I hope that both books are great and do great. If they are could lead to more books that aren’t grim and gritty and targeted to the “core” audience of males but rather hit that growing demographic.
What do you think of the respun Batgirl?
Holy new comic day, Batman! There’s some new first issues out today that you might want to pick up as well as some other comics. And today? Today is all about DICK GRAYSON!
This is the Phil Jimenez variant for the new DICK GRAYSON book. I posted an interview Tim Seeley yesterday about the book and he had some very interesting things to say about Dick and Helena Bertinelli who is also in this book. The art is by Mikel Janin who draws a very pretty Dick. Let me know what you think of this one.
And speaking of DICK GRAYSON, this variant cover of Chastity from Dynamite is by Tim Seeley the writer of Grayson. So she’s a vampire. And given this is Dynamite she is a very s.e.x.y. vampire and the book has a very SEXY cover. However, this book is written by Marc Andreyko and the inside art isn’t quite same as the cover art. Andreyko brings his traditional snarky dialogue to the table and the concept for the vampire is somewhat interesting. I’m not sure I need another female vampire book right now, but maybe you do?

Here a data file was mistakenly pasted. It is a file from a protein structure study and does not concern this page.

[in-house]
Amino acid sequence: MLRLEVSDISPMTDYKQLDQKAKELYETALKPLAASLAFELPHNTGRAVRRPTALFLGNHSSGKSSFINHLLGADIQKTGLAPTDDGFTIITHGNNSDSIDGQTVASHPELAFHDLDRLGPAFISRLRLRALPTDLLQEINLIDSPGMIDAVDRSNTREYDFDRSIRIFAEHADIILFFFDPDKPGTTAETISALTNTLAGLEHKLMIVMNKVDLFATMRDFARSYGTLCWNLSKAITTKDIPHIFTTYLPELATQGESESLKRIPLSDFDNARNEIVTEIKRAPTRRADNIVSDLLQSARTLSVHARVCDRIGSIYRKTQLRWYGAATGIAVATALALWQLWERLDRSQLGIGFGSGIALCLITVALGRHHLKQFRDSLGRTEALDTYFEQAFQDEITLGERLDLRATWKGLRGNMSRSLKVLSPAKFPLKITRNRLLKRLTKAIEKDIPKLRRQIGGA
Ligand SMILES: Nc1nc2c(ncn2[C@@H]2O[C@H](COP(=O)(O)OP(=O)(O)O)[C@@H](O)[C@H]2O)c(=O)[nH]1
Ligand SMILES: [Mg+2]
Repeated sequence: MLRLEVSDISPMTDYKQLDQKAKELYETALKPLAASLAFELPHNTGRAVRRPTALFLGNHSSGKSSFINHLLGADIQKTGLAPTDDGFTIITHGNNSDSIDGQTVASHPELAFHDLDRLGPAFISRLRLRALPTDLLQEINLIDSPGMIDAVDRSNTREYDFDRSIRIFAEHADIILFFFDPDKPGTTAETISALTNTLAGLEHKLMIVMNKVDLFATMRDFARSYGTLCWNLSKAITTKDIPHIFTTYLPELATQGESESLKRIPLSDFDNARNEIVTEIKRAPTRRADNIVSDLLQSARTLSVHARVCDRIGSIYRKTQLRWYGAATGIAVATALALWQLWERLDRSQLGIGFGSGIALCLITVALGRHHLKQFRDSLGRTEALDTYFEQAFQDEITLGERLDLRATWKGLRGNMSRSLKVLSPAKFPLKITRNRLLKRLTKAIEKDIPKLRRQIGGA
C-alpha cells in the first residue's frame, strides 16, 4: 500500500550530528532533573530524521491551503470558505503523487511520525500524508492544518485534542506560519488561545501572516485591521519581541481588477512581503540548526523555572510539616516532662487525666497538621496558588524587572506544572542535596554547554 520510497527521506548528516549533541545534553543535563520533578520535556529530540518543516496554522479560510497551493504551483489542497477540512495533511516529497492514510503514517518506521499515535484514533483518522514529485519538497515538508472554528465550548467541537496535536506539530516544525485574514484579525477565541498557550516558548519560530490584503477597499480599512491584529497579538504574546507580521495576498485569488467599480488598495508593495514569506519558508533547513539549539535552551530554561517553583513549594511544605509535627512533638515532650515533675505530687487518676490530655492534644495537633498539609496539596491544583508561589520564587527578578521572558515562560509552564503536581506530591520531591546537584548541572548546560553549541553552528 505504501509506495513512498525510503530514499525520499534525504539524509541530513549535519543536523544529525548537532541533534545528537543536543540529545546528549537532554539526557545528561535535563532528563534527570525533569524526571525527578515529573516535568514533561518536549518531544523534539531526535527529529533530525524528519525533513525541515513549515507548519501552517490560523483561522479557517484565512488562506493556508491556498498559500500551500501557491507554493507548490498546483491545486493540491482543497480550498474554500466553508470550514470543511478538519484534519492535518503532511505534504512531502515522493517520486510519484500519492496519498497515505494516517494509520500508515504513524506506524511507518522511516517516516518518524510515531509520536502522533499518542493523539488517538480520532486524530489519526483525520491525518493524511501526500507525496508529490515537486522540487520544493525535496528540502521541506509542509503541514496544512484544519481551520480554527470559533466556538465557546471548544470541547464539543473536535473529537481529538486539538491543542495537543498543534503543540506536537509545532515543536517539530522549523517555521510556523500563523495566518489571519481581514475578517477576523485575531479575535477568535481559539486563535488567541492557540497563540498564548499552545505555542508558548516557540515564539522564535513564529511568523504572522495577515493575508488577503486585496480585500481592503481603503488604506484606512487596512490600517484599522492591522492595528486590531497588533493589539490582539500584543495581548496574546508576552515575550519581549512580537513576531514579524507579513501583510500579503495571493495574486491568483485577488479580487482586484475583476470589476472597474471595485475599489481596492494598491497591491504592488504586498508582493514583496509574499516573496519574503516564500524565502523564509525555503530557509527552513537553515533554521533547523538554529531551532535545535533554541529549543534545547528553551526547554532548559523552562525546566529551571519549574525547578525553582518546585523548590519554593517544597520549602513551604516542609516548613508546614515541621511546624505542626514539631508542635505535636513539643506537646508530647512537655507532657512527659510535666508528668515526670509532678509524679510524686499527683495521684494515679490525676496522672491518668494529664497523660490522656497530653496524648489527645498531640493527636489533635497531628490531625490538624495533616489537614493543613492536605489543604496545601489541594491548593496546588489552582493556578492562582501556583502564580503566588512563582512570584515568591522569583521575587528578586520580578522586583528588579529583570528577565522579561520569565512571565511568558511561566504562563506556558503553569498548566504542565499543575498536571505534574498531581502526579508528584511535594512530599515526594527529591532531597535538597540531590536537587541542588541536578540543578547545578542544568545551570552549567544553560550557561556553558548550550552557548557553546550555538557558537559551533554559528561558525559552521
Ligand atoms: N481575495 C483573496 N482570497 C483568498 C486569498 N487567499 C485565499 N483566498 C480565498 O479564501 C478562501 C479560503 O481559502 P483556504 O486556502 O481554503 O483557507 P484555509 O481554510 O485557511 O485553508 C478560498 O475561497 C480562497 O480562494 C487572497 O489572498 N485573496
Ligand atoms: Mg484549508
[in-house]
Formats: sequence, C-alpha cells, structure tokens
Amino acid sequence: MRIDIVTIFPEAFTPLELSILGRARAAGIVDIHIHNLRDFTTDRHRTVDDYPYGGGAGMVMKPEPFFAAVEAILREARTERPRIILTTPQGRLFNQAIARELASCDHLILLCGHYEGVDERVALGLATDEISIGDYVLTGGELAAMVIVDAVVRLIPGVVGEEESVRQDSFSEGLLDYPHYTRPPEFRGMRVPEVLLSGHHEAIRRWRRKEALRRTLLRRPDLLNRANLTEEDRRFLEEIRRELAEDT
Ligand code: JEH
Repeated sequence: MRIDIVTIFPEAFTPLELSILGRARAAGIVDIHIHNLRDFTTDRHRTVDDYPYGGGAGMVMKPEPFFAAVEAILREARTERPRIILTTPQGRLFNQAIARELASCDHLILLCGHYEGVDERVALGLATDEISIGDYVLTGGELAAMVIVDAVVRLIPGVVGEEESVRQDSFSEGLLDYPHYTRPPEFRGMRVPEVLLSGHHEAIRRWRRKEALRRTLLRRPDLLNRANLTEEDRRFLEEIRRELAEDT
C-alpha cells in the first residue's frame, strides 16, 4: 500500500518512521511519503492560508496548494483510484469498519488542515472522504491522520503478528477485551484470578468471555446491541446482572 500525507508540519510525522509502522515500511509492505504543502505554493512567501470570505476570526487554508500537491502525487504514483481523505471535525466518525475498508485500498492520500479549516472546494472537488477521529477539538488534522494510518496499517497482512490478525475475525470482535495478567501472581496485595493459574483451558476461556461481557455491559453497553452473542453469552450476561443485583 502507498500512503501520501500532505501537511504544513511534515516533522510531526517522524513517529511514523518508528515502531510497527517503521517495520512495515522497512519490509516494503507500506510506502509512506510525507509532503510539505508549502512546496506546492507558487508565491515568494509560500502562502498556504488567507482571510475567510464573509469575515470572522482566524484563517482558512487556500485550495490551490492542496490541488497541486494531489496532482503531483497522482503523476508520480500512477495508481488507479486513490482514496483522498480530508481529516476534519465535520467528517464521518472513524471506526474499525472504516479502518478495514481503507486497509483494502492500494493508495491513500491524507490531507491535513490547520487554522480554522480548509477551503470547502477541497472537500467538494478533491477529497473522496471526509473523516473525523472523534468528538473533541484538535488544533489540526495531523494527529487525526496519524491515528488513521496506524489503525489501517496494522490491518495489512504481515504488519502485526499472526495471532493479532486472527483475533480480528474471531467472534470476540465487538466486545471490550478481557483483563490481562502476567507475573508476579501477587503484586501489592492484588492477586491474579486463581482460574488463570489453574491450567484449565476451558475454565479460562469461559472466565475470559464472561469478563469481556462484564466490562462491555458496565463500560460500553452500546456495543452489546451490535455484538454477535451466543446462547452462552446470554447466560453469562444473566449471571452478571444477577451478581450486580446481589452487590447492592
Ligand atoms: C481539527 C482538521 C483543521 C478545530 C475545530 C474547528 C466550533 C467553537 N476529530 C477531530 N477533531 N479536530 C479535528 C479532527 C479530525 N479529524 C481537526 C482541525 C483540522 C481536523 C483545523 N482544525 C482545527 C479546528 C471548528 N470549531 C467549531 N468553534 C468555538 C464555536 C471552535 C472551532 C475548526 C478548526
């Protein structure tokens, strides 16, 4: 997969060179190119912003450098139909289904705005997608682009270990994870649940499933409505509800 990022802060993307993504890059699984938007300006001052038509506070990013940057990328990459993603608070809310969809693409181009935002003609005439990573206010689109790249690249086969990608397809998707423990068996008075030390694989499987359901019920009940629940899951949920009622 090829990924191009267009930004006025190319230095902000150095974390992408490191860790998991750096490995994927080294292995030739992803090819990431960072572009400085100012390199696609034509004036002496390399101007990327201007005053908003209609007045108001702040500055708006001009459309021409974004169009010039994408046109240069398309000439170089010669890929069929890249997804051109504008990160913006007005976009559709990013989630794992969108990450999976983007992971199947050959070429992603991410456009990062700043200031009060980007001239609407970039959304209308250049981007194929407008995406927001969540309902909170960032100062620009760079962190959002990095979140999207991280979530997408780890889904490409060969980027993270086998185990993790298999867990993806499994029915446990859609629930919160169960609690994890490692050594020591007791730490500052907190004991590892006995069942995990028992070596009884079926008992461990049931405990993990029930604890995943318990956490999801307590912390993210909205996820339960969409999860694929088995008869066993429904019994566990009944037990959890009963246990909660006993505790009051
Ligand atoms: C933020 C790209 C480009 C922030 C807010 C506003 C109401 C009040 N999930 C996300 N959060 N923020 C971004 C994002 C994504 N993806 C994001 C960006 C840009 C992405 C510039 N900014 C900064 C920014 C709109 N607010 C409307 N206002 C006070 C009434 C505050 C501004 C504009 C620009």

Justin Jordan was once a DC Comics writing Team Seven which featured Slade who we all know is a mortal enemy of DICK GRAYSON. Post-Apocalyptic bloody nightmare with a Saga type twist with a baby - come on the cover screams it. This is pretty violent book but if ou do like post-Apocalyptic tales Jordan certainly delivers a sturdy one. The art from Kyle Strahm is very strong. It all comes down to how much gore you like.
I’m really enjoying this run on Captain Marvel - who here kinda hoped she’d show up somewhere in the Guardians of the Galaxy movie? Anyway I think Marvel was smart getting Lopez on the book. Lopez of course drew the Catwoman series in which (wink, wink) Selina had Bruce’s daughter or DICK GRAYSON’S sister. (That was kinda of a stretch but not really. Happy to discuss!)